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Glucksman, M.L. (1993). Insight, Empathy, and Internalization: Elements of Clinical Change. J. Amer. Acad. Psychoanal., 21(2):163-181.

(1993). Journal of American Academy of Psychoanalysis, 21(2):163-181

Insight, Empathy, and Internalization: Elements of Clinical Change

Myron L. Glucksman, M.D.*

The fundamental goal of all psychotherapies is the promotion of clinical change. However, the criteria for improvement or cure vary considerably, and range from symptom removal to alterations of personality structure. Psychoanalysts do not speak in terms of “cure,” but rather focus on changes in specific parameters, including: symptom reduction, affective regulation, resolution of intrapsychic conflict, improved self-integration, modifications of pathological defenses, more realistic perceptions of the analyst and others, as well as greater conscious awareness of unconscious processes — “where id was, there ego shall be” (Freud, 1933, p. 80). These intrapsychic changes are expected to result in interpersonal ones as well: the capacity for more trusting, self-revealing, emotionally spontaneous relationships, and the ability to maintain long-term, intimate, loving relationships with important others. Moreover, we anticipate that these intrapsychic and interpersonal changes will continue to be maintained long after treatment is formally terminated.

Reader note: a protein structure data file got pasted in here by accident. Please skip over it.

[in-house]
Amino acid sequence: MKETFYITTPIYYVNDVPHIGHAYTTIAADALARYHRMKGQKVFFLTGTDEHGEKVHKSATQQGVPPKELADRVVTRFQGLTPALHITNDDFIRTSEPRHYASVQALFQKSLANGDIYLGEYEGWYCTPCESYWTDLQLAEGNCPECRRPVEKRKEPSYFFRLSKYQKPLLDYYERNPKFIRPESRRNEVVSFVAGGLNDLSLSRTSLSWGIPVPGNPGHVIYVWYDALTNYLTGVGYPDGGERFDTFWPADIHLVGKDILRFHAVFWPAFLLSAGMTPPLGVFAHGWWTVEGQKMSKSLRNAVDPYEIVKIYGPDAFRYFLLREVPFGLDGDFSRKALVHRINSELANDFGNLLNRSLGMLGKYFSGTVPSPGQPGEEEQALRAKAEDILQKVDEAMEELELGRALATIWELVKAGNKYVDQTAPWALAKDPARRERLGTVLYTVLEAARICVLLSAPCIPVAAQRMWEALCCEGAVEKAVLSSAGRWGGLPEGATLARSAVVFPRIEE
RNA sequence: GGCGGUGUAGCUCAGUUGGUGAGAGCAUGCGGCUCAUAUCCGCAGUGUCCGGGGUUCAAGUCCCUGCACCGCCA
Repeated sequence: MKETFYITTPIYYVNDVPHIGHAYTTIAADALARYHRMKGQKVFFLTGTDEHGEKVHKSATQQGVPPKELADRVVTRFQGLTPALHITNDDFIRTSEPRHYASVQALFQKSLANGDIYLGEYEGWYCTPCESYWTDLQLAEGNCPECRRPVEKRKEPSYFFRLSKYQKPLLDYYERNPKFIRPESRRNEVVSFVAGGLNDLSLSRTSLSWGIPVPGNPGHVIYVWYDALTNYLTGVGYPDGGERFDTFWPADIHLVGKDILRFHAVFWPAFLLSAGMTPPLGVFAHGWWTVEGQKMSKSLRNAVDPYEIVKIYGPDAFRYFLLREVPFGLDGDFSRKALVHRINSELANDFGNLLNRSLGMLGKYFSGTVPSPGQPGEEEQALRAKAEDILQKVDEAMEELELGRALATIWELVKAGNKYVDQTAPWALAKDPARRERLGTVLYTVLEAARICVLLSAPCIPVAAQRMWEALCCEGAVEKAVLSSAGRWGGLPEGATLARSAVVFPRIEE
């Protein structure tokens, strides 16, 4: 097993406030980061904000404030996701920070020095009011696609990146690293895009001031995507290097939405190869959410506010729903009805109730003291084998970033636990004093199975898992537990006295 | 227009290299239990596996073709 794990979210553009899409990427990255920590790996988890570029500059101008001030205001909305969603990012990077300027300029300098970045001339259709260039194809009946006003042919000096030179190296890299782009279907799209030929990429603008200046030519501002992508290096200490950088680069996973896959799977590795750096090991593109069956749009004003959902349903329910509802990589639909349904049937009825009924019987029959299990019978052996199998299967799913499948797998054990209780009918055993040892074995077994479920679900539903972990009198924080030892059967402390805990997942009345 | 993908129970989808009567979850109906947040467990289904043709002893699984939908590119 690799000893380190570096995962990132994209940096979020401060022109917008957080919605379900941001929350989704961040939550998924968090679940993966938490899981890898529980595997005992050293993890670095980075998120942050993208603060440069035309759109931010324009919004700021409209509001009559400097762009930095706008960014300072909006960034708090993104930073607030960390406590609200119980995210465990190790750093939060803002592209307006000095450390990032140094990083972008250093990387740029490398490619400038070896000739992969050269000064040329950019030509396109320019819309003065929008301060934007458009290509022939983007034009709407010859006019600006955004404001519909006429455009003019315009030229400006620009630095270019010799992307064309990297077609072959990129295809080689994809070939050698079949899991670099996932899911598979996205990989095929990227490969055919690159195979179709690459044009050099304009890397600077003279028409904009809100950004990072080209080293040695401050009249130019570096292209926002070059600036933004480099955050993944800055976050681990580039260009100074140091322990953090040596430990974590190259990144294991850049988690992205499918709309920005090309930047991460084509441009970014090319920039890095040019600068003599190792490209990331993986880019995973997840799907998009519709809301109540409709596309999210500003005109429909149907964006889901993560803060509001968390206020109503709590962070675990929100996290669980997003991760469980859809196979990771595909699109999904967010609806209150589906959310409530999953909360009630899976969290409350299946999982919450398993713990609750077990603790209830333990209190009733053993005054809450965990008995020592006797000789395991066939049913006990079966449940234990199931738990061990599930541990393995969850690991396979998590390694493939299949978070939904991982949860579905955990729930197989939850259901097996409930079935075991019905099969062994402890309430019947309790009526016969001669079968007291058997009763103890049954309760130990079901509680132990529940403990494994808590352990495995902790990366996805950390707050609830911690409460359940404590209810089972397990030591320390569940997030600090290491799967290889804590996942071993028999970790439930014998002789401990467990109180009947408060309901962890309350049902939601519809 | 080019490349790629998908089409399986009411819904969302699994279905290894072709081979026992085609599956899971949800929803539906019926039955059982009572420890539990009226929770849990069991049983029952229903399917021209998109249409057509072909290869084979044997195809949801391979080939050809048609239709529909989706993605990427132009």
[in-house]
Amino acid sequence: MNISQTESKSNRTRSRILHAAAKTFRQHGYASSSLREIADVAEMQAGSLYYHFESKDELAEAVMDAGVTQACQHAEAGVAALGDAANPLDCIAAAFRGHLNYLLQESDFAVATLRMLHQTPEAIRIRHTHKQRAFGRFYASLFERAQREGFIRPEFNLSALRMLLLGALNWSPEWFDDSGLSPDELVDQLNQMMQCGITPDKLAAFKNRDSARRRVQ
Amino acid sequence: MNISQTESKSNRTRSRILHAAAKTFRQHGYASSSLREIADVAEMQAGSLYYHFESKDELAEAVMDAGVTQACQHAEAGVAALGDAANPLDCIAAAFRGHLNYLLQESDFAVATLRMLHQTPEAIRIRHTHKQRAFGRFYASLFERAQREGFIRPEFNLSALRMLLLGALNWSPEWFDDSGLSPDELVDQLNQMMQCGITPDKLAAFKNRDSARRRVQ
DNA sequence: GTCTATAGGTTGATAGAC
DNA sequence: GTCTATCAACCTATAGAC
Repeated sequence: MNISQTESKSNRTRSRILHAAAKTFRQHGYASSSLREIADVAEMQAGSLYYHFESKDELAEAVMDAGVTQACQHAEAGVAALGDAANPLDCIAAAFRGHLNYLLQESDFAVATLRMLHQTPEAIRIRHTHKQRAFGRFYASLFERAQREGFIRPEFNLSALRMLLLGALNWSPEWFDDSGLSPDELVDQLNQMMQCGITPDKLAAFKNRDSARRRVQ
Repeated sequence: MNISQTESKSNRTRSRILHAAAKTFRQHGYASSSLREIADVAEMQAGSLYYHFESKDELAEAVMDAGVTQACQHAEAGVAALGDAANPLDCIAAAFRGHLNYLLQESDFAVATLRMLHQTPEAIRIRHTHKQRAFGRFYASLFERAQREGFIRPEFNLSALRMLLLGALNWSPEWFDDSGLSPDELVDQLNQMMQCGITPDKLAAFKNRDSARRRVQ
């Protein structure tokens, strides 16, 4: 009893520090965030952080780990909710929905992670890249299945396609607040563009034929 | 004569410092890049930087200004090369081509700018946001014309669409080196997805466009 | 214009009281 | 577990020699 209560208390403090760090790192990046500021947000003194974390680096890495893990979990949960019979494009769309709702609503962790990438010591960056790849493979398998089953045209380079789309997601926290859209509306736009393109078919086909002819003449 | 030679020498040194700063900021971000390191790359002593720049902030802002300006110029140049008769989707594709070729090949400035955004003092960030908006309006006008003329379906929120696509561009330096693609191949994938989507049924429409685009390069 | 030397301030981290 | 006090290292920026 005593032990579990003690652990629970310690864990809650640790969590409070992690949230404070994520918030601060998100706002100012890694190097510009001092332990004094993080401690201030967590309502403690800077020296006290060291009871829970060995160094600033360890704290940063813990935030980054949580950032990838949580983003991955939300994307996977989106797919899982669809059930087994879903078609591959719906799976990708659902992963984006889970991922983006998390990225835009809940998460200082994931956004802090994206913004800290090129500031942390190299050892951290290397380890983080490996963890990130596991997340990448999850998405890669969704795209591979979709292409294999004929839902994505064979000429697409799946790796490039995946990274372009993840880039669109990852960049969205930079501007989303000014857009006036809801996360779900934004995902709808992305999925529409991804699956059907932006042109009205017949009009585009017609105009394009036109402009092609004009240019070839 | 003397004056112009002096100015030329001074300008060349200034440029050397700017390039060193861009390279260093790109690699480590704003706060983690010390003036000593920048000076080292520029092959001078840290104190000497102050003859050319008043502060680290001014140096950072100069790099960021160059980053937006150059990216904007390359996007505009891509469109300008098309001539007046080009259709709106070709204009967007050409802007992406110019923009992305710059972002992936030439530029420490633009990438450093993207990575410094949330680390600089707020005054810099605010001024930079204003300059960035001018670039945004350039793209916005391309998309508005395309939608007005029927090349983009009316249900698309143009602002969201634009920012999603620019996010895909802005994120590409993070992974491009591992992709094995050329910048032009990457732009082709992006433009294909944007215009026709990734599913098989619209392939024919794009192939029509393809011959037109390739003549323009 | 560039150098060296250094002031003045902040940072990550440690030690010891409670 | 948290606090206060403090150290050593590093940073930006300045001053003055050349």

By and large, two major areas have been identified that contribute to clinical change. These include: (1) insight or understanding; that is, the acquisition of knowledge or some type of rationale that helps the patient explain his or her symptoms or problems; (2) the therapeutic relationship; that is, the quality and nature of the interaction between patient and therapist. Historically, the development of insight has been regarded as the primary factor in promoting change.

Freud (1917a) stated that By means of the work of interpretation, which transforms what is unconscious into what is conscious, the ego is enlarged (p. 455).

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